Supreme Court Rules That Child Born to Chinese Immigrants is U.S. Citizen
In the case of United States v. Wong Kim Ark, decided on this day, the Supreme Court ruled that children born in the United States to Chinese immigrants were citizens of the United States. Wong Kim Ark had been born in San Francisco in 1871, left the U.S. for a trip abroad, and was then denied reentry under the terms of the Chinese Exclusion Act of May 6, 1882, ruling that he was not an American citizen.
The decision actually extended beyond the question of Chinese-Americans and meant that, under the Fourteenth Amendment and the 1866 Civil Rights Act, all persons, regardless of race, born in the U.S. are bona fide citizens.
The 14th Amendment: “All persons born or naturalized in the United States, and subject to the jurisdiction thereof, are citizens of the United States and of the State wherein they reside.”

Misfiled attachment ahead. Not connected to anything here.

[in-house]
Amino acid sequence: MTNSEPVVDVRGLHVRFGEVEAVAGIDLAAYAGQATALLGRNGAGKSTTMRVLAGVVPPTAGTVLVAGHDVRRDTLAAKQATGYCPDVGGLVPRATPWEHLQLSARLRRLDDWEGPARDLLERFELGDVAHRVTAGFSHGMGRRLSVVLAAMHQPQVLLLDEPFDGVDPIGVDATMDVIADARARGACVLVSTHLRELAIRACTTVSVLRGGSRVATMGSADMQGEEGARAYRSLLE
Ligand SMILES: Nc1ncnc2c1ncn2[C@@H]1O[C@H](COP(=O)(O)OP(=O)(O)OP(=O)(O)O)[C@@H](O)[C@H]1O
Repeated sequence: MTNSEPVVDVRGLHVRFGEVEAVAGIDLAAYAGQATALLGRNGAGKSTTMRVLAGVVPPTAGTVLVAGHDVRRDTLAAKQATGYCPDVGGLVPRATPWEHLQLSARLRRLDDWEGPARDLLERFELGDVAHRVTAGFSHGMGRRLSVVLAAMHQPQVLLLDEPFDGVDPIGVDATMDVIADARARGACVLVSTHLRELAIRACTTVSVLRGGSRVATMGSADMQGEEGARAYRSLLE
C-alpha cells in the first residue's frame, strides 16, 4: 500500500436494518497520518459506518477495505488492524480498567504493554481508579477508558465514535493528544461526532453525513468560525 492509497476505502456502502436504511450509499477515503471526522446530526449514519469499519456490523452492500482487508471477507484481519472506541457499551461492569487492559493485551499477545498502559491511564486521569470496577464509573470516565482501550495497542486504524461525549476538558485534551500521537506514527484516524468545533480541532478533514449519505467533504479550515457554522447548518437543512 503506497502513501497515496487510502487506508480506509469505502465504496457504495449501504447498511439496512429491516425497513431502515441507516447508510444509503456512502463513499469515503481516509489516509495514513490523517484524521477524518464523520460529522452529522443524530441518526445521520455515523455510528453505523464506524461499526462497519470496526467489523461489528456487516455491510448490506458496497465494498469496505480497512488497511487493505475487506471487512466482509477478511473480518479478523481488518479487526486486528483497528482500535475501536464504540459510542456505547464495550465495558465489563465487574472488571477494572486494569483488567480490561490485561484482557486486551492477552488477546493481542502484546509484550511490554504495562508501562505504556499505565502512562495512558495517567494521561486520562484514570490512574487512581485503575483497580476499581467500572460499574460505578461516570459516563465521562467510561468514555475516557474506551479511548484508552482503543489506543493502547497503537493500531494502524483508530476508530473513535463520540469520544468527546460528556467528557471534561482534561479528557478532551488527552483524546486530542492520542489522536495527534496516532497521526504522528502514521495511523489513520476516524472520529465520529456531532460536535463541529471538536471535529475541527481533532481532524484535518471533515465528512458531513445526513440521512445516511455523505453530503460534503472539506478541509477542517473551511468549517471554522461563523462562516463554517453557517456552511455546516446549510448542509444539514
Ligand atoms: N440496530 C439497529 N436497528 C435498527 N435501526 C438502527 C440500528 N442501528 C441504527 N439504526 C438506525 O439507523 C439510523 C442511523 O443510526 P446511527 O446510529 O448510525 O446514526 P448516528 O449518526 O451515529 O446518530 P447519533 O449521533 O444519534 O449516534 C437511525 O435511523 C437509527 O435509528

The Court: “In the forefront both of the Fourteenth Amendment of the Constitution and of the Civil Rights Act of 1866, the fundamental principle of citizenship by birth within the dominion was reaffirmed in the most explicit and comprehensive terms.”
Read: Erika Lee, At America’s Gates: Chinese Immigration During the Exclusion Era, 1882–1943 (2003)
Learn more about the Chinese Exclusion Act: http://ocp.hul.harvard.edu/immigration/exclusion.html
Learn more about all the major court decisions regarding citizenship (beginning with the Dred Scott decision): http://www.historycommons.org/timeline.jsp?timeline=civilliberties&civilliberties_privacy=civilliberties_citizenship_rights
Learn about the history of Chinese women in America: https://www.nwhm.org/online-exhibits/chinese/1.html